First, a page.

x3 ( x  3) 2 ( 6x  5 )
 0:
( 7  x ) 4 ( 4 x  13 ) 5
Step 1:
x3 ( x  3) 2 ( 6x  5 )
5
 0  x  0 , x   3, x 
4
5
( 7  x ) ( 4 x  13 )
6
Copyrighted by James D. Anderson, The University of Toledo
www.math.utoledo.edu/~janders/1320
x3 ( x  3 ) 2 ( 6x  5 )
13
x

7
,
x



undefined
( 7  x ) 4 ( 4 x  13 ) 5
4
Step 2:
x3 ( x  3 ) 2 ( 6x  5 )
Sign of
:
( 7  x ) 4 ( 4 x  13 ) 5

+


13
4

+
+
+




3
0
5
6
7
Step 3:
Interval
Test Value
x3 ( x  3 ) 2 ( 6x  5 )
Sign of
( 7  x ) 4 ( 4 x  13 ) 5
13 

  ,  
4

4
()()()
()

 
()()
()
 13

,  3

 4

 3.1
()()()
()

 
()()
()
(  3, 0 )
1
()()()
()

 
()()
()
5

 0, 
6

0.1
()()()
()

 
()()
()
5

 , 7
6

1
()()()
()

 
()()
()
(7, )
8
()()()
()

 
()()
()
Copyrighted by James D. Anderson, The University of Toledo
www.math.utoledo.edu/~janders/1320
x3 ( x  3) 2 ( 6x  5 )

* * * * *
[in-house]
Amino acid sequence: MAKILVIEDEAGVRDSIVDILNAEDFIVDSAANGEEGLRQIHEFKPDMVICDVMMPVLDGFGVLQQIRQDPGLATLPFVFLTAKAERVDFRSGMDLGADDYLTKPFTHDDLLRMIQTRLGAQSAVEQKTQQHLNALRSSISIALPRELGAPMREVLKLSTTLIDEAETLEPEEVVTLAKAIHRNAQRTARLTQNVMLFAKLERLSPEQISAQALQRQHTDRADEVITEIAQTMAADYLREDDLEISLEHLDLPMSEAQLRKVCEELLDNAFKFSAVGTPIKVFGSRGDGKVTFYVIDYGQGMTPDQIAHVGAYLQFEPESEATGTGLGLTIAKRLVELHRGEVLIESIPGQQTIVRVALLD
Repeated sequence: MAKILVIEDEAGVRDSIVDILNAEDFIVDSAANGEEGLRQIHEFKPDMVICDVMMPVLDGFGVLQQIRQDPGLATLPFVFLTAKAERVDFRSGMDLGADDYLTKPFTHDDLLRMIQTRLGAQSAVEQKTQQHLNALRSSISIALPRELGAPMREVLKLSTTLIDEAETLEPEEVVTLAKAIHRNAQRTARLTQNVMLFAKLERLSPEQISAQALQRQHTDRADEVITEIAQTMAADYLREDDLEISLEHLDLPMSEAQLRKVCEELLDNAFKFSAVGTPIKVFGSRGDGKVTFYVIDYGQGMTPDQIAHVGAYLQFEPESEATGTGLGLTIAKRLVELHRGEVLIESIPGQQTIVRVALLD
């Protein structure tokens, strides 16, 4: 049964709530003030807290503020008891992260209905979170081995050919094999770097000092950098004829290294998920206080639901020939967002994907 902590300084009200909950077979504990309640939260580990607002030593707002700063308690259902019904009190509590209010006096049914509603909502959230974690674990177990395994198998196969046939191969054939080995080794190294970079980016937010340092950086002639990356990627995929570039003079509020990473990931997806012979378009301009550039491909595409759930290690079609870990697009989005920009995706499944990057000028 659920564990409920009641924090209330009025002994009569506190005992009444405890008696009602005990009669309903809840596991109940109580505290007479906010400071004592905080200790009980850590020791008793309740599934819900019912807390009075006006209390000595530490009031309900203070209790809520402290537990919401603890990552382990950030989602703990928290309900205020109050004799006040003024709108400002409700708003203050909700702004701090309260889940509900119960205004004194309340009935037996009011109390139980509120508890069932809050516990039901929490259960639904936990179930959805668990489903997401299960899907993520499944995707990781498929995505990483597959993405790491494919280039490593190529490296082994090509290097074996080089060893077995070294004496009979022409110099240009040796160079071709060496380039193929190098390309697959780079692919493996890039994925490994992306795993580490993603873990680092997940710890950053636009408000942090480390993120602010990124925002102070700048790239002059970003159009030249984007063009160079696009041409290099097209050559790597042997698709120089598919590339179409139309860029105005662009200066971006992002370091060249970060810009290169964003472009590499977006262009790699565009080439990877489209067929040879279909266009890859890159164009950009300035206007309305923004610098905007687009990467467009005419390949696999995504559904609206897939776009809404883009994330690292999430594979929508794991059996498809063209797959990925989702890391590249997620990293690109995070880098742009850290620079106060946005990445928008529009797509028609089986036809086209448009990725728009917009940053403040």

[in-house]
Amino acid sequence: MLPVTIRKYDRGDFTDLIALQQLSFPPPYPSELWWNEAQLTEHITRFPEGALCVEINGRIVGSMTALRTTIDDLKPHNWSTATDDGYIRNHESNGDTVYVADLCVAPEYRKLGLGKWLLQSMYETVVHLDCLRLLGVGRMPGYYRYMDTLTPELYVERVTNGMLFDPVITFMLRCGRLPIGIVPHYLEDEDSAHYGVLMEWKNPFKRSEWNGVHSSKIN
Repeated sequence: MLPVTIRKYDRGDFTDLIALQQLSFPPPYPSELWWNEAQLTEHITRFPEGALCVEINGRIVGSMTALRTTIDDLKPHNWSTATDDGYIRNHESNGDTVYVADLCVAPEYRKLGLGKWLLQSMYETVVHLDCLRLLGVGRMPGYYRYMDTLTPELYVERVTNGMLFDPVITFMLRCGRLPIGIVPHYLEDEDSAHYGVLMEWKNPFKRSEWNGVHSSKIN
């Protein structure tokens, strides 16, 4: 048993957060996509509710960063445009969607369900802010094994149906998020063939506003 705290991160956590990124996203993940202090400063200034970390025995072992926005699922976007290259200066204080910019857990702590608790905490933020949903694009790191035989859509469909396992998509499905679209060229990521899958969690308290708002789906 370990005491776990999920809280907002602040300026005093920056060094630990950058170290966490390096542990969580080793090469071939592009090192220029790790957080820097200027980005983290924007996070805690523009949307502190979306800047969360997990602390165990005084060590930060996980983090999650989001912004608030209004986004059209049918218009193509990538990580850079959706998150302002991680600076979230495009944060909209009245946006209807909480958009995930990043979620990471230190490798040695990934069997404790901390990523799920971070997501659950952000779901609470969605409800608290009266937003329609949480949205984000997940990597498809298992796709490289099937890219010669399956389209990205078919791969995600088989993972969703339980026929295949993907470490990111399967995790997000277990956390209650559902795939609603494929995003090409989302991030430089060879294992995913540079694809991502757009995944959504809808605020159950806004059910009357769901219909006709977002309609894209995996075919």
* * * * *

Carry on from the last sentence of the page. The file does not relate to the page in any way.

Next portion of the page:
 0 is
Thus, the solution for the nonlinear inequality
( 7  x ) 4 ( 4 x  13 ) 5
 13

 5

,  3   (  3, 0 )   , 7   ( 7 ,  ) .
the set of real numbers  
 4

 6

x3 ( x  3) 2 ( 6x  5 )
 0 was found in Step 1 above. Thus,
The solution for
( 7  x ) 4 ( 4 x  13 ) 5
x3 ( x  3) 2 ( 6x  5 )
5


0

3
,
0
,

 . Putting
the solution for
is
the
set
6
( 7  x ) 4 ( 4 x  13 ) 5

these two solutions together, we have that the solution for
x3 ( x  3) 2 ( 6x  5 )
 0 is the set of real numbers
( 7  x ) 4 ( 4 x  13 ) 5
 13

5

, 0    , 7   (7, ) .

 4

6

 13

5

, 0    , 7   (7, )
Answer:  
 4

6

Copyrighted by James D. Anderson, The University of Toledo
www.math.utoledo.edu/~janders/1320